British coaches have not succeeded (so far) in Africa because the continent's football is mostly based on flair and improvisation. Rather than appreciate this, most British coaches try to adopt a more rigid style of play, which is ill-suited to the players' strengths. This results in a very boring style of football which is anathema to us Africans. We prefer players who are great dribblers and can manipulate a game with trickery rather than merely charging about like a bullish rugby player.
Don Alessio, UK

Managing an African side now demands hardwork and British coaches probably lack the determination to do well in Africa.
Ayo Orabiyi, Merseyside,UK

English coaches are useless, period. The fact that they hire a foreigner to manage their own national side shows they have no confidence in themselves.
Lungameni Indileni, Namibia

It certainly takes more than teaching players how to launch hopeless long balls to coach a talented African side. The British style of play, by any stretch of imagination, does not suite African players who always seem to be very talented and skillful. Hiring a British coach to manage an African side is just akin to asking an impotent man to impregnate one's wife. The know-how is there but the working tools are no where to be found.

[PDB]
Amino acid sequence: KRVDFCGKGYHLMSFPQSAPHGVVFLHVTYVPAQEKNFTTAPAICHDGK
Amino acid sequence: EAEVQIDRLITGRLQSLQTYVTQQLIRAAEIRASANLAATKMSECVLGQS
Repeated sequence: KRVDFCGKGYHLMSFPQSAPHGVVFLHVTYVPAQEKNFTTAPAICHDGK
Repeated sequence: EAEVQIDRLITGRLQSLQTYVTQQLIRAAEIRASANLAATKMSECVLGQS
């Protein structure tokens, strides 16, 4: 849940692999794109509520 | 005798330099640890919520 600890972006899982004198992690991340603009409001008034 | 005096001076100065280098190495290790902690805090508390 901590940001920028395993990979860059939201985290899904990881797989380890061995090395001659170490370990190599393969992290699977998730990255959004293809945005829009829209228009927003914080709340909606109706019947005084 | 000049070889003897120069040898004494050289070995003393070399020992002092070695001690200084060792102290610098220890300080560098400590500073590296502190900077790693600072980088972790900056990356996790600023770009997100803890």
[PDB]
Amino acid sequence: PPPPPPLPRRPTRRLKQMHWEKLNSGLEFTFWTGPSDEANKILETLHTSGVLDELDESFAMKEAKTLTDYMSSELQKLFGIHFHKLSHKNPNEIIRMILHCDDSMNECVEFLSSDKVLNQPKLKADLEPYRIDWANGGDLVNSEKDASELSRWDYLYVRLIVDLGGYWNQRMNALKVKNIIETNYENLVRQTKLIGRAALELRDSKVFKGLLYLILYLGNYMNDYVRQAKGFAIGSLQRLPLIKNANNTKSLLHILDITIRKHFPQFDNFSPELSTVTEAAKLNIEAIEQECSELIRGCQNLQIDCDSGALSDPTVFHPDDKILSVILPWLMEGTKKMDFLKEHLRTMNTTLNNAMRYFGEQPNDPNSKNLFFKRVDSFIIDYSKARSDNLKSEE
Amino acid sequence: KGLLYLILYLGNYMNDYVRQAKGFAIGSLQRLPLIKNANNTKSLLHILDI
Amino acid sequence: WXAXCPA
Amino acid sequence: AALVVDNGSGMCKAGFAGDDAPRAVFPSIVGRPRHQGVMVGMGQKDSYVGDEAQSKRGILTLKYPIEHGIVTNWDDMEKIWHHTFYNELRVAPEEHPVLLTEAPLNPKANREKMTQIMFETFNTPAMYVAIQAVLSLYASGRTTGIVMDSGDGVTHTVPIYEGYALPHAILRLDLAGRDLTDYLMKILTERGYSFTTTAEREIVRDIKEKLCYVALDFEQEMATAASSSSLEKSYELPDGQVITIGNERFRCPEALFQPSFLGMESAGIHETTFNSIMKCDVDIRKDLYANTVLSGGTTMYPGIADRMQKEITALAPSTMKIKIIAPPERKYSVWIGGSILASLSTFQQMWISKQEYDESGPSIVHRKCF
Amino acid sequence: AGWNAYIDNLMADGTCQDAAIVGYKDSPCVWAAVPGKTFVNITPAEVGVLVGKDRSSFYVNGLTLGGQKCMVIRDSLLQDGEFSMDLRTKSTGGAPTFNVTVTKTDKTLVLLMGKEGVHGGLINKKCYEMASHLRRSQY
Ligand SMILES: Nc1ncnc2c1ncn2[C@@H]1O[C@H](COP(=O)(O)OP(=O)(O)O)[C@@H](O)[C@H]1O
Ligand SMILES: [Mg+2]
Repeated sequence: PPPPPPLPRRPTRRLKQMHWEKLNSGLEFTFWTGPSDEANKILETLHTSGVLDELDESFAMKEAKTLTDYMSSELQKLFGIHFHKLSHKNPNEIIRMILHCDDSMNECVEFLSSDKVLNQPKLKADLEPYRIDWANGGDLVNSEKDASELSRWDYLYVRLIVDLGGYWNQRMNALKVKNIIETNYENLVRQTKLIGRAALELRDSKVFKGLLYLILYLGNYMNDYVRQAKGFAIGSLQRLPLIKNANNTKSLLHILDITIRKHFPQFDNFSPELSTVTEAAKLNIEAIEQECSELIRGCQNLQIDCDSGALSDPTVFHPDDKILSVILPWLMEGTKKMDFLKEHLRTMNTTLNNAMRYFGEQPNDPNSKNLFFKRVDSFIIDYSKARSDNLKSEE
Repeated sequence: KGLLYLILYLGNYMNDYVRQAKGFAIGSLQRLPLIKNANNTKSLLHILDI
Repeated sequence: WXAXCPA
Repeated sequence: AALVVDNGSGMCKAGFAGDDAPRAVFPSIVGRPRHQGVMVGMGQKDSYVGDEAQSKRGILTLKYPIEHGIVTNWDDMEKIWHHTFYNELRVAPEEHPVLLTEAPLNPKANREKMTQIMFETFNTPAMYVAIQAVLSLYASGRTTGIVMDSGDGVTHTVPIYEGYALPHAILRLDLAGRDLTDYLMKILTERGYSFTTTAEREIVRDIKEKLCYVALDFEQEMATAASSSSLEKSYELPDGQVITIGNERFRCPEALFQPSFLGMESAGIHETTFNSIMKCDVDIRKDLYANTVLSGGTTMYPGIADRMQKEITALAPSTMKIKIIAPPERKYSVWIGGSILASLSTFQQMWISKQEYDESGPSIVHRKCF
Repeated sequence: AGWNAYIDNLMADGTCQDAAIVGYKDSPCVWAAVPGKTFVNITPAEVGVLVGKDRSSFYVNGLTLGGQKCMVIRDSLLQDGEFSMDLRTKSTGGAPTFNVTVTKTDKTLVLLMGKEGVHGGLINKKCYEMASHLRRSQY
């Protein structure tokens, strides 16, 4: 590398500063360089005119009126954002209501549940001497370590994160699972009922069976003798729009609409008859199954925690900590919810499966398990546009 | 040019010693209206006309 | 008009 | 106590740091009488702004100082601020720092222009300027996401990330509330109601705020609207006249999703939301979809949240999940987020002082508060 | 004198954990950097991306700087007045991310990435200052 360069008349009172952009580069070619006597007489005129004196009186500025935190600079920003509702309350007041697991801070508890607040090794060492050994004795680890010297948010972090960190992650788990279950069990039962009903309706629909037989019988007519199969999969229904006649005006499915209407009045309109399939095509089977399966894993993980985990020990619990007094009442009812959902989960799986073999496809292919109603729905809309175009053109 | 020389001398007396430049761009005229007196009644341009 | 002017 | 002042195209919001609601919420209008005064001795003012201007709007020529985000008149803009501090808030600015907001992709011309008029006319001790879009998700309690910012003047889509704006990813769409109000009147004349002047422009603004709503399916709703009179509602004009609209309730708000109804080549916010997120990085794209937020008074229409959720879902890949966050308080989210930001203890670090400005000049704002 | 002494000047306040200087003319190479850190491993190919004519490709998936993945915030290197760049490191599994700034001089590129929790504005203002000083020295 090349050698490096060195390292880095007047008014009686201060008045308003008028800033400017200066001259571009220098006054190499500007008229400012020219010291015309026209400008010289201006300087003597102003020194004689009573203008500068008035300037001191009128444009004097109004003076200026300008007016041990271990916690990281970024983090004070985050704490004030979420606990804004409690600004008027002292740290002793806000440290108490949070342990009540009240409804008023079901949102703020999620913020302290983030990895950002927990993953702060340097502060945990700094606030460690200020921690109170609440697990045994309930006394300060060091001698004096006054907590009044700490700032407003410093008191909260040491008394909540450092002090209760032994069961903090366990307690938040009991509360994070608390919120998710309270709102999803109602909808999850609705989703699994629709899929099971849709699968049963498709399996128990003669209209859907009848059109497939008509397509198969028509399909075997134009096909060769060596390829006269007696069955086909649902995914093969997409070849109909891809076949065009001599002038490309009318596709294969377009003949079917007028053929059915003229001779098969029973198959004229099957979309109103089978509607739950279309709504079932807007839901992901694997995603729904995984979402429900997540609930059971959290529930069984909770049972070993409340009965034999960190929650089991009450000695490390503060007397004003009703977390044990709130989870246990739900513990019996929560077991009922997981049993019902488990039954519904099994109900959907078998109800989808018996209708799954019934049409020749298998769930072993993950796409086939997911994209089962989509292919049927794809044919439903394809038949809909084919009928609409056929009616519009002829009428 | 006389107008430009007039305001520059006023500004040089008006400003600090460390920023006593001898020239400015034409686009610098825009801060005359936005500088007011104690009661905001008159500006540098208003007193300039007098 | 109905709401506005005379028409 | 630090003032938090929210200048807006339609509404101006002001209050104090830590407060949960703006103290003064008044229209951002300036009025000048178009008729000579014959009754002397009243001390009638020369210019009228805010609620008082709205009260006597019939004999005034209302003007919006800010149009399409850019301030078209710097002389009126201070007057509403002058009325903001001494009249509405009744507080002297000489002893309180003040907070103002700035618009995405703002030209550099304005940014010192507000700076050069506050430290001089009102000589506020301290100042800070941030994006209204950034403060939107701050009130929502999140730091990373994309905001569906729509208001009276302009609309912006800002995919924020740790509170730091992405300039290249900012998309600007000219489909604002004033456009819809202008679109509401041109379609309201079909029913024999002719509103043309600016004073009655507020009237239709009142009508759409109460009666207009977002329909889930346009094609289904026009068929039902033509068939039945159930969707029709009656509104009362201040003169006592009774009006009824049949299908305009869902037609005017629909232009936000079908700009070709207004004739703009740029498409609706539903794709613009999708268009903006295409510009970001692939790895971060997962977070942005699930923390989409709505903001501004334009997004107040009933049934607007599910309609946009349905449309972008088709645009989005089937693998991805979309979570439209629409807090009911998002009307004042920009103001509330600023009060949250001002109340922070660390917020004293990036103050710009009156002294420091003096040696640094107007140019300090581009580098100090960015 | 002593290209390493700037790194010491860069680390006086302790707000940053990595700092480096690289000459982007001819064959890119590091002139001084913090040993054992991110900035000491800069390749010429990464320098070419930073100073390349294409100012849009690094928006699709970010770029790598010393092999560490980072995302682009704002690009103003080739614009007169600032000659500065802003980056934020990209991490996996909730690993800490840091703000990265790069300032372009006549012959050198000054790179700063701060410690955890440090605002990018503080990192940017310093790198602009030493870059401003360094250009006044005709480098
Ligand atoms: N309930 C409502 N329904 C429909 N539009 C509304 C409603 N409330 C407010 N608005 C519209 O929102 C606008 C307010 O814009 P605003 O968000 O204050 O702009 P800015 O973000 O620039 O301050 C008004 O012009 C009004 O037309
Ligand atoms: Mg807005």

Victor Nwokocha, USA

British Managers who comes to Africa want structures to be put in place for them to start getting instant results. The terrain and conditions in our continent are absolutely different as to what pertains in their country. With time, they will definately start adjusting to conditions here.
Michael Yaw Doe, Accra, Ghana

African players find full expression under Dutch, Brazilian, French and East European coaches.They not only allow the players to express themselves on the field of play but tacitly endorse the excesses of the players which invariably massages their egos. British coaches need to do more to undestand the mentality of an average African player.
Adekola Kolawole, Nigeria